Yale University ranks behind only Harvard University and the University of Texas system for the size of its endowment. As of 2015, Yale’s endowment, operated under the stewardship of David F. Swensen, stood at about $25.6 billion with a ‘b’. That’s quite a lot of money. And so we read with great interest a piece by Janet Lorin in “Bloomberg” on some of the school’s investments. The piece, entitled “Yale Finds Itself on Both Sides of Employee’s Fight for a Home,” focuses on how the university helped a custodian, Frank Douglass, who has worked at the university for 27 years, buy his home in New Haven, Connecticut. Yale helps its employees buy homes. It seems simple. But things get a bit trickier.
As Douglass expresses in the piece in “Bloomberg,” “‘Yale helped me buy my house, and now they’re investing in the company that’s trying to take my house from me,’ said Douglass, who has worked for the Ivy League university for 27 years, starting out as a pot washer in one of the dining halls. ‘I just don’t get it.'” And how exactly does Yale find itself on both sides of Douglass’ situation? As Lorin writes, “About 30 percent of Yale’s $25.6 billion endowment is targeted for investment in private equity. One of its fund managers, Fortress Investment Group LLC, owns more than half of Nationstar Mortgage Holdings Inc., which services Douglass’s mortgage. A hedge fund Yale invests in, Kingstown Capital Management, has a stake in another servicing company, Ocwen Financial Corp.”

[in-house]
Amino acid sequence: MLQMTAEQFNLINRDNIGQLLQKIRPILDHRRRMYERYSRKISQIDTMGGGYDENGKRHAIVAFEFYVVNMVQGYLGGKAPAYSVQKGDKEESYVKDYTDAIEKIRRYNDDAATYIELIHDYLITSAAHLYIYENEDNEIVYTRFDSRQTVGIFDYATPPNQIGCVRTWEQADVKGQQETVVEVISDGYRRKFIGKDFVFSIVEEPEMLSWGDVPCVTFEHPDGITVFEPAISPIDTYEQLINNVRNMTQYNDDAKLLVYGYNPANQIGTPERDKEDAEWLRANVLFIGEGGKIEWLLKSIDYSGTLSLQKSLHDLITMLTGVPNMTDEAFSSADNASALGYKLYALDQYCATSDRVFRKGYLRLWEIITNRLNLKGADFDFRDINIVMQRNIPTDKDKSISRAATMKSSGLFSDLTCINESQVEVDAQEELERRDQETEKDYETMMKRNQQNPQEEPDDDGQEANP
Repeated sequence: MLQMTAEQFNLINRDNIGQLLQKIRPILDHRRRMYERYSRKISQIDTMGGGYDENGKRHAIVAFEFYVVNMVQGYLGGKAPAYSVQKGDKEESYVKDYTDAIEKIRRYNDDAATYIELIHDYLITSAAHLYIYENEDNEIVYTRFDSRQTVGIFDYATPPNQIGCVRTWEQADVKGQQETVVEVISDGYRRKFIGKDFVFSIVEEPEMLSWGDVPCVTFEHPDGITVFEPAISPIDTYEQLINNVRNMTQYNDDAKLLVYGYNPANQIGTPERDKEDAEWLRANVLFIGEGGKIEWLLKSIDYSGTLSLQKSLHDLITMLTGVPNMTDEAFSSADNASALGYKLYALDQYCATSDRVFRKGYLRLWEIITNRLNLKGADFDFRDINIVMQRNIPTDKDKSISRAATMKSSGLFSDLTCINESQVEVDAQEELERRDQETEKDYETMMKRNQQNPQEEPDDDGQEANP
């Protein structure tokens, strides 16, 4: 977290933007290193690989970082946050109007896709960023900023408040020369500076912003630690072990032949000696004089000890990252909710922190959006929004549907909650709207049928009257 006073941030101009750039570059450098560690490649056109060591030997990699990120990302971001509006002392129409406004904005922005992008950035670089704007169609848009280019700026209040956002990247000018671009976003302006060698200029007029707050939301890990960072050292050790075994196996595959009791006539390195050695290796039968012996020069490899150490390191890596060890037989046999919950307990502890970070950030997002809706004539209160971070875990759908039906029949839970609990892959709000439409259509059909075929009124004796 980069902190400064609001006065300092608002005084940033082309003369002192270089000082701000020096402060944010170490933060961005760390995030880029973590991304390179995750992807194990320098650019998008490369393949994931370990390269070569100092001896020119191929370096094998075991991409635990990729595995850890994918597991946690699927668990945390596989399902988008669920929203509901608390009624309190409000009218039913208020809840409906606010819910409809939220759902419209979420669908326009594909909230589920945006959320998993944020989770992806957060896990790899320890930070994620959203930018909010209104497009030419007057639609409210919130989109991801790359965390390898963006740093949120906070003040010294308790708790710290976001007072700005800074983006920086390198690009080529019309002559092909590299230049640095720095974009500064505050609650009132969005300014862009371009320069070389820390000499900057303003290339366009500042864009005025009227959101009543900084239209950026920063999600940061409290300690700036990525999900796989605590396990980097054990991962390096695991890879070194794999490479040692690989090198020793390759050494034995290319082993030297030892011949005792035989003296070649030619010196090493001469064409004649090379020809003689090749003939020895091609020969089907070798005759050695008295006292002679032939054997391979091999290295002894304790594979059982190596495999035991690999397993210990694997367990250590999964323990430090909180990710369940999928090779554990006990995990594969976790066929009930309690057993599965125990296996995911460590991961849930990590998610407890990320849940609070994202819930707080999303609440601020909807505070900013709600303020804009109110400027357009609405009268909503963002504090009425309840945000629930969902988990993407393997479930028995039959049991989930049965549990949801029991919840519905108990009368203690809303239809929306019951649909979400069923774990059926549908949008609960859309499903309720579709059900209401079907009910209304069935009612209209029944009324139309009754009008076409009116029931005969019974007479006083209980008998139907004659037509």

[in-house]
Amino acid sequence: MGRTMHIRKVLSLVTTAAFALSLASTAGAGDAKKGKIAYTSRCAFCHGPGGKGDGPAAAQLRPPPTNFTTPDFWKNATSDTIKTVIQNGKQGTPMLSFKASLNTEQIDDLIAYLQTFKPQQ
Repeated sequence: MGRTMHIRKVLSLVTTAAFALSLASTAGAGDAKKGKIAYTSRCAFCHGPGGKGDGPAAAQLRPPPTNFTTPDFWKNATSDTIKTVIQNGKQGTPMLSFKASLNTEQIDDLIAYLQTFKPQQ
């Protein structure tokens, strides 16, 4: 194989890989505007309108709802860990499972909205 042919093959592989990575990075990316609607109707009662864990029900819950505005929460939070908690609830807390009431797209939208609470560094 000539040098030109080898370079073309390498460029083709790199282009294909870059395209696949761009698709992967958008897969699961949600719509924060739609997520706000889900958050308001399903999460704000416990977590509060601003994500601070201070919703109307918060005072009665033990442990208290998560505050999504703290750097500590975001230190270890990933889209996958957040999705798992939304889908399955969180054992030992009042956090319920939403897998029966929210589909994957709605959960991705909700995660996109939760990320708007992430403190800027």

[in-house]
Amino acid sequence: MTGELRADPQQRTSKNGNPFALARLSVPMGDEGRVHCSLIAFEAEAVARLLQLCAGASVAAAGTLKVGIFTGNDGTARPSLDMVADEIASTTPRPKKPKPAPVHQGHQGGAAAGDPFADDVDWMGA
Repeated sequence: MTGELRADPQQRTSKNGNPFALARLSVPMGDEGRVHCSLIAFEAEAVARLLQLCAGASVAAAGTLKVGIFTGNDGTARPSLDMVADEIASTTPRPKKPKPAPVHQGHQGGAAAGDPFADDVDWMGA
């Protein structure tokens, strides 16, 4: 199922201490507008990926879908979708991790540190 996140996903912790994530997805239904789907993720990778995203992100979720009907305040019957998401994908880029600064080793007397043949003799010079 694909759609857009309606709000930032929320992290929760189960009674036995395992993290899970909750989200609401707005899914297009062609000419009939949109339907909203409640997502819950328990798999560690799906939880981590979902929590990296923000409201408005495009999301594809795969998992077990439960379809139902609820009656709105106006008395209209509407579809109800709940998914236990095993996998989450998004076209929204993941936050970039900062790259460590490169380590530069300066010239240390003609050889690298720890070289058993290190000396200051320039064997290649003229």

While it is certainly the job of the investment officers of all endowments at colleges across America to make a return on the funds they run, it is also the responsibility of these fund managers to make investments that do not run counter to the principles of the universities they represent (e.g., when many universities across America from Harvard to Columbia to Berkeley to Smith divested from apartheid-era South Africa). But with so much of the money of universities invested in private equity, it can be quite difficult to earmark where precisely this money is invested. Sometimes, it gets invested in mortgage companies that are under investigation for unfair practices, like in the case of the company that owns Douglass’ mortgage.
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